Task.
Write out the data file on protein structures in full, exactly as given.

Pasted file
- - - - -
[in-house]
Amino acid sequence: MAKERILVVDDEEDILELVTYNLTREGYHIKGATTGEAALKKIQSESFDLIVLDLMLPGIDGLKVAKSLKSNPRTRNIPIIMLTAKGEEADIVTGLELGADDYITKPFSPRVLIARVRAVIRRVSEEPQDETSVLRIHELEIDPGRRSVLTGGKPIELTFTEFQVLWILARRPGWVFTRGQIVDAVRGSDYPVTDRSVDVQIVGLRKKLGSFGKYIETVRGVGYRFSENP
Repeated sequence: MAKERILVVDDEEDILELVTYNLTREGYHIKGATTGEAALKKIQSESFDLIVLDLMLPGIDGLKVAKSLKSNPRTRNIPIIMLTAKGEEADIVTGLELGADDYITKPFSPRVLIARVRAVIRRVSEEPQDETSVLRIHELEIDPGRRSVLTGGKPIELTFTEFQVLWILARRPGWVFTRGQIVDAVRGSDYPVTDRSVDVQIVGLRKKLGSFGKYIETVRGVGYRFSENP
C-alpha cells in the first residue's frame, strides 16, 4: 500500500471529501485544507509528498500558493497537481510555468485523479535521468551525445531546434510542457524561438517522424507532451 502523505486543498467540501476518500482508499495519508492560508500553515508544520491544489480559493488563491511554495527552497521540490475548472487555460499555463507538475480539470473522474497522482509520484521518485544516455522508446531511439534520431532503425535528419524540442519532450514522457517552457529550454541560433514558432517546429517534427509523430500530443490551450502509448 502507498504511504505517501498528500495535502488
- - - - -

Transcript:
[in-house]
Amino acid sequence: MAKERILVVDDEEDILELVTYNLTREGYHIKGATTGEAALKKIQSESFDLIVLDLMLPGIDGLKVAKSLKSNPRTRNIPIIMLTAKGEEADIVTGLELGADDYITKPFSPRVLIARVRAVIRRVSEEPQDETSVLRIHELEIDPGRRSVLTGGKPIELTFTEFQVLWILARRPGWVFTRGQIVDAVRGSDYPVTDRSVDVQIVGLRKKLGSFGKYIETVRGVGYRFSENP
Repeated sequence: MAKERILVVDDEEDILELVTYNLTREGYHIKGATTGEAALKKIQSESFDLIVLDLMLPGIDGLKVAKSLKSNPRTRNIPIIMLTAKGEEADIVTGLELGADDYITKPFSPRVLIARVRAVIRRVSEEPQDETSVLRIHELEIDPGRRSVLTGGKPIELTFTEFQVLWILARRPGWVFTRGQIVDAVRGSDYPVTDRSVDVQIVGLRKKLGSFGKYIETVRGVGYRFSENP
C-alpha cells in the first residue's frame, strides 16, 4: 500500500471529501485544507509528498500558493497537481510555468485523479535521468551525445531546434510542457524561438517522424507532451 502523505486543498467540501476518500482508499495519508492560508500553515508544520491544489480559493488563491511554495527552497521540490475548472487555460499555463507538475480539470473522474497522482509520484521518485544516455522508446531511439534520431532503425535528419524540442519532450514522457517552457529550454541560433514558432517546429517534427509523430500530443490551450502509448 502507498504511504505517501498528500495535502488